How to Avoid Work Interruptions & Stay Focused on What Matters
Guest blog post from Margarita Sarmiento, ITK Consultants and Connect For More Training Associate.
We’re in that time of year again… the holiday rush is upon us and there’s no possible way for us to get everything done at work or at home. Or, is there? The guest blog below helps provide a few useful tips for how to manage your work time and interruption, staying focused on what matters most in this information overload society. Read More “Take Back Your Time”
In all honesty, I am constantly working on my gratitude attitude and recognizing gratitude moments with both my Connect For More team and family. Just like yoga, meditation, writing, art, sports… this is truly a practice and if I forget to stay mindful in this mindset it’s often like my muscles have atrophied. In short, this struggle for me is a real one. Especially when research shows that humans are genetically prone to focus on the negative as part of our survival instincts.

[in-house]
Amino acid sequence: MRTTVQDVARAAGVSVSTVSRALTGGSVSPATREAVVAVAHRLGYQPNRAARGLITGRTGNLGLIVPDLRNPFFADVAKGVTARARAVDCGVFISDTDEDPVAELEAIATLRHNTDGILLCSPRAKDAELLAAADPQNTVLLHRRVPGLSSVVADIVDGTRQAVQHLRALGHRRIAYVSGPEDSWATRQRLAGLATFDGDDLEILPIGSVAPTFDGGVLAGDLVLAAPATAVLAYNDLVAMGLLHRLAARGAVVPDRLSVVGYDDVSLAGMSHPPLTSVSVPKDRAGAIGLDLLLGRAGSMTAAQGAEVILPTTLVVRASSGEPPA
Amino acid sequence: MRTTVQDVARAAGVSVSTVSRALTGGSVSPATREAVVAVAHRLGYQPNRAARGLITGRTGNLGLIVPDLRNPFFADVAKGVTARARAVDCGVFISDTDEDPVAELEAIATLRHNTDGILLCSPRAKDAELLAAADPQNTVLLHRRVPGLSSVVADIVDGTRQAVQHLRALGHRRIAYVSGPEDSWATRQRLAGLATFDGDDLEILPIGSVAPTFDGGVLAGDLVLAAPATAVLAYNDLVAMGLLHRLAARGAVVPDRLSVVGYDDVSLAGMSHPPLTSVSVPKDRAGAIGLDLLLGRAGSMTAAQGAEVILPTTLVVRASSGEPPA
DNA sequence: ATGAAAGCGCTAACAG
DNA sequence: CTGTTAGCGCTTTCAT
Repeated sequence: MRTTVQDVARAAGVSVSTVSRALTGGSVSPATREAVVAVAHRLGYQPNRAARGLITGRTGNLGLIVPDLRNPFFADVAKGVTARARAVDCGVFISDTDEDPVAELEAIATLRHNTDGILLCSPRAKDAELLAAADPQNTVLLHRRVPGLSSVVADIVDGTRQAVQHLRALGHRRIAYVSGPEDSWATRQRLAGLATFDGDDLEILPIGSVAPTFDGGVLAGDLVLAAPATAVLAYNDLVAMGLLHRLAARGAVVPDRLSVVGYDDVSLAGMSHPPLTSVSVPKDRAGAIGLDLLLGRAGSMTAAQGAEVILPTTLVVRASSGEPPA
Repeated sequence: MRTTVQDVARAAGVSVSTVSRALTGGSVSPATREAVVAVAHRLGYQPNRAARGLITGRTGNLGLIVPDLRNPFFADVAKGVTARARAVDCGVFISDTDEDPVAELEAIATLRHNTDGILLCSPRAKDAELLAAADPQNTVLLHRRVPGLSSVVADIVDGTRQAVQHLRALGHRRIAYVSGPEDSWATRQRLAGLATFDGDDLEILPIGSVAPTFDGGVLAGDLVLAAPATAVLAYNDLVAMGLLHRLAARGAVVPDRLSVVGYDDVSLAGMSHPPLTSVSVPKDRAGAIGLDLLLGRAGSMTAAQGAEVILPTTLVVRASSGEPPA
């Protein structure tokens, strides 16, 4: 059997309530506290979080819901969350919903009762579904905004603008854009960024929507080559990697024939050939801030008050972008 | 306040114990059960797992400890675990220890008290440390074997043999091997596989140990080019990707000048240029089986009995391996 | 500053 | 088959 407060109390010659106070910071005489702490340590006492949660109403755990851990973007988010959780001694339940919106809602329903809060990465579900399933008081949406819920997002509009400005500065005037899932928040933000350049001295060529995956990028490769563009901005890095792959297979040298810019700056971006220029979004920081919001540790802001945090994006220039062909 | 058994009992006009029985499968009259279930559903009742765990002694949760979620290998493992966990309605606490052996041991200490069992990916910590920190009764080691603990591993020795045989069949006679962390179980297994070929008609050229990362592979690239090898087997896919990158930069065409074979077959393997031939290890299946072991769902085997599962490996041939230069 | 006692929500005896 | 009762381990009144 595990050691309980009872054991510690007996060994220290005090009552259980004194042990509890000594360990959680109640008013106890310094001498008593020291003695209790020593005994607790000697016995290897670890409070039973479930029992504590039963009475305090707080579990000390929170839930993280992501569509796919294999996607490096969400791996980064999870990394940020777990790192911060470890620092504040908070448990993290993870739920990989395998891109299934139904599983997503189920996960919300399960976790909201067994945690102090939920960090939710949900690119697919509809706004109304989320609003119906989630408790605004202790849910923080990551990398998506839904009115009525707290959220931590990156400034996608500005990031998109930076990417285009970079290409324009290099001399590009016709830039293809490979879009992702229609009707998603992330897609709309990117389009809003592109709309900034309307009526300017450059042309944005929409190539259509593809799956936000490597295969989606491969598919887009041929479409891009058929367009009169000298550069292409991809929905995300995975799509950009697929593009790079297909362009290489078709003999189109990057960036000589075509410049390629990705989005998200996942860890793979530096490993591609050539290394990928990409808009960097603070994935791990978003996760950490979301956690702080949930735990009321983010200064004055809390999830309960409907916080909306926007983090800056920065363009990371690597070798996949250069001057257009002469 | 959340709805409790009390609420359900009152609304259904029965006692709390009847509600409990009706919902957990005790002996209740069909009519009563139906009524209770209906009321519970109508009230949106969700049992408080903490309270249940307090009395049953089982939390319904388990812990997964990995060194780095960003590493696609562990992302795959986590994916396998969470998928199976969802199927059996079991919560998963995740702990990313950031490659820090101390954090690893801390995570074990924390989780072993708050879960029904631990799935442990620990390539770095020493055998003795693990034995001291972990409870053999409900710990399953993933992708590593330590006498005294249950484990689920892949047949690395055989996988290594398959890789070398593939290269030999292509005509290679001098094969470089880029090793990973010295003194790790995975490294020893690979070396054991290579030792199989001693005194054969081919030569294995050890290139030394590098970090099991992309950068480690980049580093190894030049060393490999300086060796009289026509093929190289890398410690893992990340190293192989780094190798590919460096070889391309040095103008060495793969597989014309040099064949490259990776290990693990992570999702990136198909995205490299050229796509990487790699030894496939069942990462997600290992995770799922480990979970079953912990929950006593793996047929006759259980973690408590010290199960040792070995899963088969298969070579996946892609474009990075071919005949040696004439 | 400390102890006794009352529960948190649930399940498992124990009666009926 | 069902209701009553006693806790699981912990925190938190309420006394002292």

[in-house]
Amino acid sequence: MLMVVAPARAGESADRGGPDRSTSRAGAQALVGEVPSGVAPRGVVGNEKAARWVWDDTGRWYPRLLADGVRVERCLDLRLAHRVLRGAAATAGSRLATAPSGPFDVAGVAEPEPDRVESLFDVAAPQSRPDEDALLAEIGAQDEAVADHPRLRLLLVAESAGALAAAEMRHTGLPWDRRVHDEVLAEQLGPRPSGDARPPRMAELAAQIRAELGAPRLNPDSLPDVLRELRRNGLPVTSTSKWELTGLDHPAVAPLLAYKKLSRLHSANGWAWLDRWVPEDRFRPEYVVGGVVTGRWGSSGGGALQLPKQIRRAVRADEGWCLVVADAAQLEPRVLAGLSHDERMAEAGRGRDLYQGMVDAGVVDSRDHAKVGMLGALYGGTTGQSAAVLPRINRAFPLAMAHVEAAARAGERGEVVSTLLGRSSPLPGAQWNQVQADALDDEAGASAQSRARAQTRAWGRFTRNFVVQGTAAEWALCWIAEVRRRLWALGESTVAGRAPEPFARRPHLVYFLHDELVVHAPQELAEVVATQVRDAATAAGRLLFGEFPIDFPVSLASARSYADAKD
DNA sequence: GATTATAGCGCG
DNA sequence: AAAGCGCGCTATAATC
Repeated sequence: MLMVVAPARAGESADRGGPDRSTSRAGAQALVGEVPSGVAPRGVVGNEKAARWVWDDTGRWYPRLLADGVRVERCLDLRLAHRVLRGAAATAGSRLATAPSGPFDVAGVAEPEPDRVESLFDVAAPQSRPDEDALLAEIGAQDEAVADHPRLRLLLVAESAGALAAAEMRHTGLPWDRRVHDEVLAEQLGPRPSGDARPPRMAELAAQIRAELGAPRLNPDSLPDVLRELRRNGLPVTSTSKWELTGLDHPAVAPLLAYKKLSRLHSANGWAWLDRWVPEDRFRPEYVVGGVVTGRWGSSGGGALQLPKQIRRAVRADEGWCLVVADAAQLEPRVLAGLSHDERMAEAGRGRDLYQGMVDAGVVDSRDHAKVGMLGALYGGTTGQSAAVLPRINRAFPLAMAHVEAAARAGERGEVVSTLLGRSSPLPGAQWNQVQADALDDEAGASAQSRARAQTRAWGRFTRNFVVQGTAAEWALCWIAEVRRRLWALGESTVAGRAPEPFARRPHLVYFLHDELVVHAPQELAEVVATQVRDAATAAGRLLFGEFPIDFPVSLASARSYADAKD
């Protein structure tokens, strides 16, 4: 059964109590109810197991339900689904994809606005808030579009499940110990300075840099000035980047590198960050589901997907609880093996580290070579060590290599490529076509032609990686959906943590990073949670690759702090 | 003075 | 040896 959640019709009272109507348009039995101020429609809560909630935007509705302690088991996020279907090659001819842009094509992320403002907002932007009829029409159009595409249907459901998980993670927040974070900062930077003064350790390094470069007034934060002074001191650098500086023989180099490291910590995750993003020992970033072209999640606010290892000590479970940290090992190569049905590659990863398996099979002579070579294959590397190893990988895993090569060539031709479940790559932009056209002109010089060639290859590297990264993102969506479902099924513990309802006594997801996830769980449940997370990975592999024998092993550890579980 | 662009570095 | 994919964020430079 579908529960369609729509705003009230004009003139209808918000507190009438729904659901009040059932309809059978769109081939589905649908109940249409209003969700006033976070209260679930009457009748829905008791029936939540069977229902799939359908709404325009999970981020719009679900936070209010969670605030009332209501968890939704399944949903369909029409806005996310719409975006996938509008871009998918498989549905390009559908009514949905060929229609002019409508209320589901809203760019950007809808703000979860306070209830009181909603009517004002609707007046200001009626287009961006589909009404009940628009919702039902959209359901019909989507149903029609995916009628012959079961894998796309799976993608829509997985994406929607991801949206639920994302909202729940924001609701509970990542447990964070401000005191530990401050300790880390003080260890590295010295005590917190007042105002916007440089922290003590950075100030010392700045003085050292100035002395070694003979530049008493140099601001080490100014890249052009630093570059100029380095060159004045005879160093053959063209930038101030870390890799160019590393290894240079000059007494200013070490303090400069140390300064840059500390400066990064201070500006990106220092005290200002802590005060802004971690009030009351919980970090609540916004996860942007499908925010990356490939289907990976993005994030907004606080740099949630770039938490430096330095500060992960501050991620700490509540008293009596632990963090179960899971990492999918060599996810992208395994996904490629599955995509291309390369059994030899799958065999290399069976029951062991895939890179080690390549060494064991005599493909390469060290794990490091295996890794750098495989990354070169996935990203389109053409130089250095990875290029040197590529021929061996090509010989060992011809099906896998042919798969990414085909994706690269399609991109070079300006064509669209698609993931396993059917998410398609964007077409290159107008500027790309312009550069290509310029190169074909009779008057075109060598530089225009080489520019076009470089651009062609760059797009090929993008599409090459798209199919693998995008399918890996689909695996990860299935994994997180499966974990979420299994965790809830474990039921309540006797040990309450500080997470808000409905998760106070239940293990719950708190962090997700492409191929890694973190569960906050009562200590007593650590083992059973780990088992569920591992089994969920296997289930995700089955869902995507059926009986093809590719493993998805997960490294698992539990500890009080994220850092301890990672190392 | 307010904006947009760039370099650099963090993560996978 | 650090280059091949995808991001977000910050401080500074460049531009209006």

There are very few of us who enter into marriage or parenthood, with the assurance that we are one day going to be single parents and/or divorced. In fact, most of us enter into both with hearing that challenges are ahead for both endeavors (if we even listen to them), but still think we’ve found the one who can make the challenge either navigable or non-existent.
I’ve seen many nonprofit CEOs or Executive Directors enter into this role the same way. They hear the challenges (burnout, isolation, disenchantment, difficult boards, staffing issues) and think “I’ve finally found the one (mission) that can make it all worthwhile.” Or they ignore the challenges altogether thinking they can make it work with their team of board and staff because the love (of mission) will conquer all. Read More “Why Single Parenthood Feels a lot like Nonprofit Executive Leadership”